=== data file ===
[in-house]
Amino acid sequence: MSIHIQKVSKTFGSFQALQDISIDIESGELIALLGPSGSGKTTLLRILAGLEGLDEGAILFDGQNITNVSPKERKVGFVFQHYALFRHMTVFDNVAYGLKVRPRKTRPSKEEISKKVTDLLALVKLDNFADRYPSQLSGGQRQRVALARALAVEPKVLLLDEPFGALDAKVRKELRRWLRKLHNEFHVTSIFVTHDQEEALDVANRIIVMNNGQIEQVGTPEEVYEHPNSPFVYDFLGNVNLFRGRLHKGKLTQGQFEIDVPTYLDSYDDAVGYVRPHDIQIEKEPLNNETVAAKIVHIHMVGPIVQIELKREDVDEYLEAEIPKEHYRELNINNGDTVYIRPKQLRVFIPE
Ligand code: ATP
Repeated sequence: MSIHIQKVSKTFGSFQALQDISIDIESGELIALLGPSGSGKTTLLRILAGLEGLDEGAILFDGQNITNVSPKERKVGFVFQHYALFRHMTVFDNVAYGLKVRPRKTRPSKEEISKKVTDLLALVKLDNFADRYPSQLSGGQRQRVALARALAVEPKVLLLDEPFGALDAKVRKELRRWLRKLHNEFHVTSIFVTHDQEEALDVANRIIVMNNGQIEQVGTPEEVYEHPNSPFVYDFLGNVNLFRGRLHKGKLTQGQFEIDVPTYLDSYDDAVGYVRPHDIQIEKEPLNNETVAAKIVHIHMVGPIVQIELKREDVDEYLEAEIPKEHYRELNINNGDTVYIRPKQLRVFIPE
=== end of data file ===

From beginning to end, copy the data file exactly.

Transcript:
[in-house]
Amino acid sequence: MSIHIQKVSKTFGSFQALQDISIDIESGELIALLGPSGSGKTTLLRILAGLEGLDEGAILFDGQNITNVSPKERKVGFVFQHYALFRHMTVFDNVAYGLKVRPRKTRPSKEEISKKVTDLLALVKLDNFADRYPSQLSGGQRQRVALARALAVEPKVLLLDEPFGALDAKVRKELRRWLRKLHNEFHVTSIFVTHDQEEALDVANRIIVMNNGQIEQVGTPEEVYEHPNSPFVYDFLGNVNLFRGRLHKGKLTQGQFEIDVPTYLDSYDDAVGYVRPHDIQIEKEPLNNETVAAKIVHIHMVGPIVQIELKREDVDEYLEAEIPKEHYRELNINNGDTVYIRPKQLRVFIPE
Ligand code: ATP
Repeated sequence: MSIHIQKVSKTFGSFQALQDISIDIESGELIALLGPSGSGKTTLLRILAGLEGLDEGAILFDGQNITNVSPKERKVGFVFQHYALFRHMTVFDNVAYGLKVRPRKTRPSKEEISKKVTDLLALVKLDNFADRYPSQLSGGQRQRVALARALAVEPKVLLLDEPFGALDAKVRKELRRWLRKLHNEFHVTSIFVTHDQEEALDVANRIIVMNNGQIEQVGTPEEVYEHPNSPFVYDFLGNVNLFRGRLHKGKLTQGQFEIDVPTYLDSYDDAVGYVRPHDIQIEKEPLNNETVAAKIVHIHMVGPIVQIELKREDVDEYLEAEIPKEHYRELNINNGDTVYIRPKQLRVFIPE